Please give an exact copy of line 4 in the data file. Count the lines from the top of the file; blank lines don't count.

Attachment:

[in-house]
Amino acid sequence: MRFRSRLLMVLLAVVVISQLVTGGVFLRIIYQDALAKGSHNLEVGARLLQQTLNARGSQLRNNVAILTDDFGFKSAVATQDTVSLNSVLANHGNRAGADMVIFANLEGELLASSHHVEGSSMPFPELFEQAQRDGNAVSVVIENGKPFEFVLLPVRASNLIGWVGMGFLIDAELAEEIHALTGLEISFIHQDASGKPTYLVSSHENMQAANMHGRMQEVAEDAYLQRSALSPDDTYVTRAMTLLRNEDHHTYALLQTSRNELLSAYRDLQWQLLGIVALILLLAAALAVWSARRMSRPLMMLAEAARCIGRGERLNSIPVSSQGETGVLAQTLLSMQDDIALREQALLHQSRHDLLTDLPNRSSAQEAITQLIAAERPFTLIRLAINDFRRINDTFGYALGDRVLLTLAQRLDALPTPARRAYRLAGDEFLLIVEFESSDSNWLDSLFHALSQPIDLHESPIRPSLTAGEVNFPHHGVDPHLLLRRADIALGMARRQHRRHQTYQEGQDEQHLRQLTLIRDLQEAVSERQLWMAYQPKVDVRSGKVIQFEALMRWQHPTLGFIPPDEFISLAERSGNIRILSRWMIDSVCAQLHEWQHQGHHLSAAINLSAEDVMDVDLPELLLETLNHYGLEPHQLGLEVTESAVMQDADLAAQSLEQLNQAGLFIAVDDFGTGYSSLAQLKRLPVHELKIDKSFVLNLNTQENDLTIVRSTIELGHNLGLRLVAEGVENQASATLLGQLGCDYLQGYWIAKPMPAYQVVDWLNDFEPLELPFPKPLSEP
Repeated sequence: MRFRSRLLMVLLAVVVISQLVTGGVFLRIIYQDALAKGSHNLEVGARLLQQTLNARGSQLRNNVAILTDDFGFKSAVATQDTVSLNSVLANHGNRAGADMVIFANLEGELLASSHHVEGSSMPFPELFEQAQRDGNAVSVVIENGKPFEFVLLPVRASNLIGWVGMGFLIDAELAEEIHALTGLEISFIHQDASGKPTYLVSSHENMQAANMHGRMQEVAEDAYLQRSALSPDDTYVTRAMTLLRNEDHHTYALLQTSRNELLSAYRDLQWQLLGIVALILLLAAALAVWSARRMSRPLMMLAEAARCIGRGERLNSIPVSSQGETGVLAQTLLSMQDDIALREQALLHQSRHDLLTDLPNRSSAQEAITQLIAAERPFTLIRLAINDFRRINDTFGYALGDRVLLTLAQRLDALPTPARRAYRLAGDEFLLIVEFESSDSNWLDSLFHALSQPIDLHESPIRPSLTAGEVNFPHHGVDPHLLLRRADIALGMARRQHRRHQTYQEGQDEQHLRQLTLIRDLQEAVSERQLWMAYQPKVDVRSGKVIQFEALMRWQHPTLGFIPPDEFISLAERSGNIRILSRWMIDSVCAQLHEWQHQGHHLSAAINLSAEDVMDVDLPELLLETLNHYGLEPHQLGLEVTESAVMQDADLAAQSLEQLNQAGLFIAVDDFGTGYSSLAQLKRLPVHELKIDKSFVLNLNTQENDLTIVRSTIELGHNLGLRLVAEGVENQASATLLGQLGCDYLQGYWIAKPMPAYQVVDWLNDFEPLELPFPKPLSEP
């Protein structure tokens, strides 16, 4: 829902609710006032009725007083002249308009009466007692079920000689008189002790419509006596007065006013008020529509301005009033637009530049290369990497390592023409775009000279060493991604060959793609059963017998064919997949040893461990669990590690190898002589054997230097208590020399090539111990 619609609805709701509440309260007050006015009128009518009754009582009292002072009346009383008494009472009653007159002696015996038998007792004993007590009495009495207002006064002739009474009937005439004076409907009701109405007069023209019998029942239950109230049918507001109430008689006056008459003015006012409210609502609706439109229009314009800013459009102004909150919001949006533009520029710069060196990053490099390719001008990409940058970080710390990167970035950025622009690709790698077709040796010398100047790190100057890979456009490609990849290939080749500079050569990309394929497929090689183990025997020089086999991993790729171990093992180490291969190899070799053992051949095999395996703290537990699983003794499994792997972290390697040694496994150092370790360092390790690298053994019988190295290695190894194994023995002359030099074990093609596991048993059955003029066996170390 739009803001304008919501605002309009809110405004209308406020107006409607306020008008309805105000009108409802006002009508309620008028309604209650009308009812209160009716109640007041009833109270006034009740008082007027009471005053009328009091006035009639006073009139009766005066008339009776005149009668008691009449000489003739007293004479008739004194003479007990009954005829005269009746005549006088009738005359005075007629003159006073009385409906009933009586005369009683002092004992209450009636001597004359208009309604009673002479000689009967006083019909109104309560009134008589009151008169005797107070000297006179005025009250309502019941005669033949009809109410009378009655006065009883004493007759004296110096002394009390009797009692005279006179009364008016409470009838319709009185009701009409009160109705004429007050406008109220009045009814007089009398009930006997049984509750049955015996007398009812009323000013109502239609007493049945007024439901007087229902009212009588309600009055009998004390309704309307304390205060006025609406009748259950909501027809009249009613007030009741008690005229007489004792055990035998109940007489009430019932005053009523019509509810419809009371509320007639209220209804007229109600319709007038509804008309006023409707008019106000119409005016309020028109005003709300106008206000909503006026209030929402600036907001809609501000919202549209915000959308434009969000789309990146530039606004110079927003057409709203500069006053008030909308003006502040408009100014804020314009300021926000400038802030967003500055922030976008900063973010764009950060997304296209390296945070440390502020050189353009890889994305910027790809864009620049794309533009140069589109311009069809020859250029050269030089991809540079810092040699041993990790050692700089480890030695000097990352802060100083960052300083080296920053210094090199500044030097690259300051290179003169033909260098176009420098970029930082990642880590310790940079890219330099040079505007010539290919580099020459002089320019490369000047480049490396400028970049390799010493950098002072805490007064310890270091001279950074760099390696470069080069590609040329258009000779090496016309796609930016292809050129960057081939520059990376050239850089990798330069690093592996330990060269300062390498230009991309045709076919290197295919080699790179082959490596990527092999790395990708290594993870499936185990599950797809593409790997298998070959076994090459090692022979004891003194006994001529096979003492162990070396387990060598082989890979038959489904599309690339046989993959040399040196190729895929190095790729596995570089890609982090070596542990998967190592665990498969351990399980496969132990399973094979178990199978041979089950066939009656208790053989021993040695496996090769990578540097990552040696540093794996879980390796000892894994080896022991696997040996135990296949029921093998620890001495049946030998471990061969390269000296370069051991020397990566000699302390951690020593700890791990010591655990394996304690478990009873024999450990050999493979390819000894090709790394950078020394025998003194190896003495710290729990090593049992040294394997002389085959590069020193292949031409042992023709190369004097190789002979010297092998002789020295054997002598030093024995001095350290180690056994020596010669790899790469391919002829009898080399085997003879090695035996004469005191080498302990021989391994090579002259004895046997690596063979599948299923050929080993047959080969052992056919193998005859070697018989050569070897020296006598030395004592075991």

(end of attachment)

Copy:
């Protein structure tokens, strides 16, 4: 829902609710006032009725007083002249308009009466007692079920000689008189002790419509006596007065006013008020529509301005009033637009530049290369990497390592023409775009000279060493991604060959793609059963017998064919997949040893461990669990590690190898002589054997230097208590020399090539111990 619609609805709701509440309260007050006015009128009518009754009582009292002072009346009383008494009472009653007159002696015996038998007792004993007590009495009495207002006064002739009474009937005439004076409907009701109405007069023209019998029942239950109230049918507001109430008689006056008459003015006012409210609502609706439109229009314009800013459009102004909150919001949006533009520029710069060196990053490099390719001008990409940058970080710390990167970035950025622009690709790698077709040796010398100047790190100057890979456009490609990849290939080749500079050569990309394929497929090689183990025997020089086999991993790729171990093992180490291969190899070799053992051949095999395996703290537990699983003794499994792997972290390697040694496994150092370790360092390790690298053994019988190295290695190894194994023995002359030099074990093609596991048993059955003029066996170390 739009803001304008919501605002309009809110405004209308406020107006409607306020008008309805105000009108409802006002009508309620008028309604209650009308009812209160009716109640007041009833109270006034009740008082007027009471005053009328009091006035009639006073009139009766005066008339009776005149009668008691009449000489003739007293004479008739004194003479007990009954005829005269009746005549006088009738005359005075007629003159006073009385409906009933009586005369009683002092004992209450009636001597004359208009309604009673002479000689009967006083019909109104309560009134008589009151008169005797107070000297006179005025009250309502019941005669033949009809109410009378009655006065009883004493007759004296110096002394009390009797009692005279006179009364008016409470009838319709009185009701009409009160109705004429007050406008109220009045009814007089009398009930006997049984509750049955015996007398009812009323000013109502239609007493049945007024439901007087229902009212009588309600009055009998004390309704309307304390205060006025609406009748259950909501027809009249009613007030009741008690005229007489004792055990035998109940007489009430019932005053009523019509509810419809009371509320007639209220209804007229109600319709007038509804008309006023409707008019106000119409005016309020028109005003709300106008206000909503006026209030929402600036907001809609501000919202549209915000959308434009969000789309990146530039606004110079927003057409709203500069006053008030909308003006502040408009100014804020314009300021926000400038802030967003500055922030976008900063973010764009950060997304296209390296945070440390502020050189353009890889994305910027790809864009620049794309533009140069589109311009069809020859250029050269030089991809540079810092040699041993990790050692700089480890030695000097990352802060100083960052300083080296920053210094090199500044030097690259300051290179003169033909260098176009420098970029930082990642880590310790940079890219330099040079505007010539290919580099020459002089320019490369000047480049490396400028970049390799010493950098002072805490007064310890270091001279950074760099390696470069080069590609040329258009000779090496016309796609930016292809050129960057081939520059990376050239850089990798330069690093592996330990060269300062390498230009991309045709076919290197295919080699790179082959490596990527092999790395990708290594993870499936185990599950797809593409790997298998070959076994090459090692022979004891003194006994001529096979003492162990070396387990060598082989890979038959489904599309690339046989993959040399040196190729895929190095790729596995570089890609982090070596542990998967190592665990498969351990399980496969132990399973094979178990199978041979089950066939009656208790053989021993040695496996090769990578540097990552040696540093794996879980390796000892894994080896022991696997040996135990296949029921093998620890001495049946030998471990061969390269000296370069051991020397990566000699302390951690020593700890791990010591655990394996304690478990009873024999450990050999493979390819000894090709790394950078020394025998003194190896003495710290729990090593049992040294394997002389085959590069020193292949031409042992023709190369004097190789002979010297092998002789020295054997002598030093024995001095350290180690056994020596010669790899790469391919002829009898080399085997003879090695035996004469005191080498302990021989391994090579002259004895046997690596063979599948299923050929080993047959080969052992056919193998005859070697018989050569070897020296006598030395004592075991």